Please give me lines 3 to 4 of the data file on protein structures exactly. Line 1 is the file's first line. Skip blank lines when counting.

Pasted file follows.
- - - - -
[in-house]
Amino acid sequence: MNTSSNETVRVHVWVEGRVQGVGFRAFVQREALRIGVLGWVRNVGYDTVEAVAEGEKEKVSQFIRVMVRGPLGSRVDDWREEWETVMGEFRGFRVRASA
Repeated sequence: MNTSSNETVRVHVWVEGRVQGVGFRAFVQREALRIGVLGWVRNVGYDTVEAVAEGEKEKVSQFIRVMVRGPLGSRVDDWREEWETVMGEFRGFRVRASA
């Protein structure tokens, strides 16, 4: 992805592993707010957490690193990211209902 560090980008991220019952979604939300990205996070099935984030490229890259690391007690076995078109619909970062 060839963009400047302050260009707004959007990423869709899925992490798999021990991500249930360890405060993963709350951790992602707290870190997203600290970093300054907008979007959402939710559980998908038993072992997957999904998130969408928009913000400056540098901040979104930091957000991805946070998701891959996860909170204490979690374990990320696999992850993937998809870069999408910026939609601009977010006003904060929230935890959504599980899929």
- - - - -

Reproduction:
Repeated sequence: MNTSSNETVRVHVWVEGRVQGVGFRAFVQREALRIGVLGWVRNVGYDTVEAVAEGEKEKVSQFIRVMVRGPLGSRVDDWREEWETVMGEFRGFRVRASA
């Protein structure tokens, strides 16, 4: 992805592993707010957490690193990211209902 560090980008991220019952979604939300990205996070099935984030490229890259690391007690076995078109619909970062 060839963009400047302050260009707004959007990423869709899925992490798999021990991500249930360890405060993963709350951790992602707290870190997203600290970093300054907008979007959402939710559980998908038993072992997957999904998130969408928009913000400056540098901040979104930091957000991805946070998701891959996860909170204490979690374990990320696999992850993937998809870069999408910026939609601009977010006003904060929230935890959504599980899929």